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Summary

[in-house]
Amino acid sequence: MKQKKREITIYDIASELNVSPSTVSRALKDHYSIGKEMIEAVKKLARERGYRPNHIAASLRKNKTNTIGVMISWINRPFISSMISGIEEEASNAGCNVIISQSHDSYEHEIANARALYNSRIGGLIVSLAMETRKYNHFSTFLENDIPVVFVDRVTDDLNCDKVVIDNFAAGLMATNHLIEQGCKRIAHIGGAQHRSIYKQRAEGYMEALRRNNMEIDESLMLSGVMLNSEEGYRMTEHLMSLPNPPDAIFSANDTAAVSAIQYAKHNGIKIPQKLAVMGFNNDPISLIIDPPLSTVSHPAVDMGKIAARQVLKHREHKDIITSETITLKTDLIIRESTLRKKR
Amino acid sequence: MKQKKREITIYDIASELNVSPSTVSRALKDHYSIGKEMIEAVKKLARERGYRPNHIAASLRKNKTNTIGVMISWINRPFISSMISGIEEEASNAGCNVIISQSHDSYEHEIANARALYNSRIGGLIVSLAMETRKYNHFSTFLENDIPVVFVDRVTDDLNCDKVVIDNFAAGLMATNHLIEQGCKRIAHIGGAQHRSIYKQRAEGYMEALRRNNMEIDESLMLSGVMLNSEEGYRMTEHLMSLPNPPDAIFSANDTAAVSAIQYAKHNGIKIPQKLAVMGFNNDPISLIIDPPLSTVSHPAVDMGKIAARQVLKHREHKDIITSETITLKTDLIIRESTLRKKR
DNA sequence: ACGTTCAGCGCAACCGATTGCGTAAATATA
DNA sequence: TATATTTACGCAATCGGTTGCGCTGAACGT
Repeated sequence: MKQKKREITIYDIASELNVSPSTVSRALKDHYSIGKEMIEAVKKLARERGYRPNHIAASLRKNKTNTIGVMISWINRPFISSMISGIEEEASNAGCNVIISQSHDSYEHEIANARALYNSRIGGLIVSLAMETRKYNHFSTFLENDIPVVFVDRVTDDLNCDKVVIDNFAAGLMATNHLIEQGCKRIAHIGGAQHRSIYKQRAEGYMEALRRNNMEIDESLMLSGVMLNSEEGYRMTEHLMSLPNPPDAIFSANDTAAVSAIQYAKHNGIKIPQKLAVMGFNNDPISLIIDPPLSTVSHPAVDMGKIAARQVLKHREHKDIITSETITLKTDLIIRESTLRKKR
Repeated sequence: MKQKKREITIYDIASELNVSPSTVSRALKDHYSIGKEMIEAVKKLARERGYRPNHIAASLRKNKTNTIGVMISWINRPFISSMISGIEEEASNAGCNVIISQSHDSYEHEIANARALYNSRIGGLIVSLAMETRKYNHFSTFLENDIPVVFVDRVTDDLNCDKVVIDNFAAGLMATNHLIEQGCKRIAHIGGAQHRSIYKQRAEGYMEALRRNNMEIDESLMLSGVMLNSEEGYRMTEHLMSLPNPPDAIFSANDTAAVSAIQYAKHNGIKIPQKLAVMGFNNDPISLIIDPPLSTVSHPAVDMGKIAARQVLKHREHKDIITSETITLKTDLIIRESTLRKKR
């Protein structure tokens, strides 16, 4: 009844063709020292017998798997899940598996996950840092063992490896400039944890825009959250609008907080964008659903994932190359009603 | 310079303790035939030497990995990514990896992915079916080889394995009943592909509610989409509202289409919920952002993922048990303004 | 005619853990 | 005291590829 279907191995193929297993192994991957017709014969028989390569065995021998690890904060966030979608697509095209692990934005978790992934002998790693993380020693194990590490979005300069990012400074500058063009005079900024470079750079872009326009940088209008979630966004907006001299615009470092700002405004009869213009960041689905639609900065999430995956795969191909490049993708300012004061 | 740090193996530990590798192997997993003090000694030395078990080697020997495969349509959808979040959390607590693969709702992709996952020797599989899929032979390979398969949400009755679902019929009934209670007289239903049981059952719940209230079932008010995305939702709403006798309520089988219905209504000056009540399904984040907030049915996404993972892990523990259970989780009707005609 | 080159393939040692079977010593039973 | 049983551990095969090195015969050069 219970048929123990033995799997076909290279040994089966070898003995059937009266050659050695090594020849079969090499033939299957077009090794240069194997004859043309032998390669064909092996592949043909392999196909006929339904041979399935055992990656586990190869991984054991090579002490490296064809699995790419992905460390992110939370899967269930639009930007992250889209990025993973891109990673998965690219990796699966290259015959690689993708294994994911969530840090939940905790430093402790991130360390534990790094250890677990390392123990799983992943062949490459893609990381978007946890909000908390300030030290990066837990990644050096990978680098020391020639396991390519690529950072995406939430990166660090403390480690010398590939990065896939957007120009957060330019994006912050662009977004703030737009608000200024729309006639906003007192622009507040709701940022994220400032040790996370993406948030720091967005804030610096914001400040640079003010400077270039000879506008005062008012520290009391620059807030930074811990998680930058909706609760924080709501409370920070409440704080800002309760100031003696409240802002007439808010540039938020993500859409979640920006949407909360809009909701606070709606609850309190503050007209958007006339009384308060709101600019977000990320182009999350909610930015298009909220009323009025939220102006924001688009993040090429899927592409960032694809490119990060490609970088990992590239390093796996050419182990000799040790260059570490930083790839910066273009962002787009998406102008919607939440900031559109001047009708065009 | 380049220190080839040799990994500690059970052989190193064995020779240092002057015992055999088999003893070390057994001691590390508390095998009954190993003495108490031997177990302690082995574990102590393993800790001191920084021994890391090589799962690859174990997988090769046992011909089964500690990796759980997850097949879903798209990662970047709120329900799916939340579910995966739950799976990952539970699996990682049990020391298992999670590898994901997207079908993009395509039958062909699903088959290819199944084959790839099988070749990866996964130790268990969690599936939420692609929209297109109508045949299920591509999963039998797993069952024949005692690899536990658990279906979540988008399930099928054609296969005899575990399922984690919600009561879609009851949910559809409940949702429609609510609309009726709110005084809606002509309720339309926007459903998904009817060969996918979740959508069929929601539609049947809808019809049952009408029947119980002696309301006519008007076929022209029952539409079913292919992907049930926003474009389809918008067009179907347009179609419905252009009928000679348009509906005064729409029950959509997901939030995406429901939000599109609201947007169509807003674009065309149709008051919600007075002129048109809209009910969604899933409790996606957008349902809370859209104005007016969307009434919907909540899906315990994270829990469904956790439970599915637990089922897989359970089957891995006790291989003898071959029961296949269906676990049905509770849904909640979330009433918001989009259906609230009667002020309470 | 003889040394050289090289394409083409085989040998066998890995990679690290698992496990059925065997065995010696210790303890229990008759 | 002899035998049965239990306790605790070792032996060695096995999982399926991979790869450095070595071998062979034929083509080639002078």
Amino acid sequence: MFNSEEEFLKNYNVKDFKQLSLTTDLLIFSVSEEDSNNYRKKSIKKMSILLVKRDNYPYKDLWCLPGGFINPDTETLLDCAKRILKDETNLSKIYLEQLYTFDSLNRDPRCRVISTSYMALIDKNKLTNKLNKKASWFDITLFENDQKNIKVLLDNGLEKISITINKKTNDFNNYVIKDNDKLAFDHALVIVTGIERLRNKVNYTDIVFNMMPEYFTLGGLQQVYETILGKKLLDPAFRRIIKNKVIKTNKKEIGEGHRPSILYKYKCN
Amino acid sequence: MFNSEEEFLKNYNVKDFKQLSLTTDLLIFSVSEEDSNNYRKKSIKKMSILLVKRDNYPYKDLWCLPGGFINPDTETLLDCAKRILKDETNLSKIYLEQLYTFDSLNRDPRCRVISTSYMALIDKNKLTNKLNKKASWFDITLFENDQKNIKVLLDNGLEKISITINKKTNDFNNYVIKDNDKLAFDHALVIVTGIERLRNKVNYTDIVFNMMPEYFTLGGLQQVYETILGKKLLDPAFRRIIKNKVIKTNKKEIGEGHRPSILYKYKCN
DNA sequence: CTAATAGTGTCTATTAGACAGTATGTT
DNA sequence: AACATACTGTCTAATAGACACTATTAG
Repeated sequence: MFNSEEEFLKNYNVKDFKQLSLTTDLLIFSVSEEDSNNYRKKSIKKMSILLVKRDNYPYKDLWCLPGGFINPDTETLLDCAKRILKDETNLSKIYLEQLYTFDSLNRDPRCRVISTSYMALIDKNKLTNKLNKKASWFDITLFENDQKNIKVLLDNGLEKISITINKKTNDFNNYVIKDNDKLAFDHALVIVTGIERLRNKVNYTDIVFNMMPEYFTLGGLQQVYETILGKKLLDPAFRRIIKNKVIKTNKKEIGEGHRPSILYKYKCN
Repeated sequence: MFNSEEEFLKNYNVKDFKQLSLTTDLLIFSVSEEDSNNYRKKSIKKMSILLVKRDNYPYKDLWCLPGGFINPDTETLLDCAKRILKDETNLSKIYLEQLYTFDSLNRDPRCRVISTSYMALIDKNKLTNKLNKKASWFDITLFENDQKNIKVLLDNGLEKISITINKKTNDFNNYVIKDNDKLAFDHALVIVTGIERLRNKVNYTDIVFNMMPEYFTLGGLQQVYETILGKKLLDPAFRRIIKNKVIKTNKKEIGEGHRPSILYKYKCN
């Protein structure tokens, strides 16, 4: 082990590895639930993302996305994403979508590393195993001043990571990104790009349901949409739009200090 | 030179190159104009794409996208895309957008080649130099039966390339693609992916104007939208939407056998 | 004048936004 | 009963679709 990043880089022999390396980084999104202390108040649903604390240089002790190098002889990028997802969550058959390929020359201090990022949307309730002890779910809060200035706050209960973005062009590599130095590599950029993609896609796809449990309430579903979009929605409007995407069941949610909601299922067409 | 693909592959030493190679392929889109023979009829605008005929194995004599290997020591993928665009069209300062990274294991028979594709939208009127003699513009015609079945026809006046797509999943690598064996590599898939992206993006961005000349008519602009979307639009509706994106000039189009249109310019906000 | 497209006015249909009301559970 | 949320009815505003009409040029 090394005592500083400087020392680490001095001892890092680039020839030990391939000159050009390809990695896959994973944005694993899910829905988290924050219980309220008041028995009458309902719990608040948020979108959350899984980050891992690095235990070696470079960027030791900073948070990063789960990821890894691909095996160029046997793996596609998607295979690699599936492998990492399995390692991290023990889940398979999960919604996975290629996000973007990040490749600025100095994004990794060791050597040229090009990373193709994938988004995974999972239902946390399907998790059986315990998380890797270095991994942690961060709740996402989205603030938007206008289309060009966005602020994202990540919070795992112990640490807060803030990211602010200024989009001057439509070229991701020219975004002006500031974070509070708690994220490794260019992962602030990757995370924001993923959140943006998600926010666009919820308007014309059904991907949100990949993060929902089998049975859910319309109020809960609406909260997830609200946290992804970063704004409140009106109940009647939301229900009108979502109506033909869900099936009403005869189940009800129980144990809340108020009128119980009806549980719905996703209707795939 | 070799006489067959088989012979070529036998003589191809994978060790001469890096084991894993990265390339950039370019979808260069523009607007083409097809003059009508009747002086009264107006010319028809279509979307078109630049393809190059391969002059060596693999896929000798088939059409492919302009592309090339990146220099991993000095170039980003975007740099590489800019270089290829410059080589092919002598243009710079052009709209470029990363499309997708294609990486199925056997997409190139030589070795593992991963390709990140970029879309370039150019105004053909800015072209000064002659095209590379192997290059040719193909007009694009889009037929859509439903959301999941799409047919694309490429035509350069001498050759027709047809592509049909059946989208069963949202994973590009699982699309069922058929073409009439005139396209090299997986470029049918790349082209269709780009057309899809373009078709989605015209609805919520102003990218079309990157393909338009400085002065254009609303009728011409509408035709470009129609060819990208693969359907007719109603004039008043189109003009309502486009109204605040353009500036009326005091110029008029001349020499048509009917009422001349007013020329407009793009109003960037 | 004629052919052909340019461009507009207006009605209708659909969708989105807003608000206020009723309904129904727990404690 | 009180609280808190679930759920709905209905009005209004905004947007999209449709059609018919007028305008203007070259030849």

Improved strategies for oil-spill remediation will follow a better understanding of the nature, activities and regulating parameters of petroleum hydrocarbon-degrading microbial communities in temperate marine environments. The addition of crude oil to estuarine water resulted in an immediate change in bacterial community structure, increased abundance of hydrocarbon-degrading microorganisms and a rapid rate of oil degradation, suggesting the presence of a pre-adapted oil-degrading microbial community and sufficient supply of nutrients. Relatively rapid degradation was found at 4°C, the lowest temperature tested; and it was temperature rather than nutrient addition that most influenced the community structure. A detailed phylogenetic analysis of oil-degrading microcosms showed that known hydrocarbonoclastic organisms like Thalassolituus and Cycloclasticus, as well as proposed oil degraders like Roseobacter, were present at both 4°C and 20°C, demonstrating the thermo-versatility of such organisms. Clones related to Oleispira antarctica (98% 16S rRNA similarity), a psychrophilic alkane degrader, were dominant in the 4°C oil-degrading community, whereas other clones constituting a different clade and showing 94% similarity 16S rRNA with O. antarctica were found in situ. These findings demonstrate the potential for intrinsic bioremediation throughout the course of the year in temperate estuarine waters, and highlight the importance of both versatile psychrotolerant and specialized psychrophilic hydrocarbon-degrading microbes in effecting this process at low temperatures.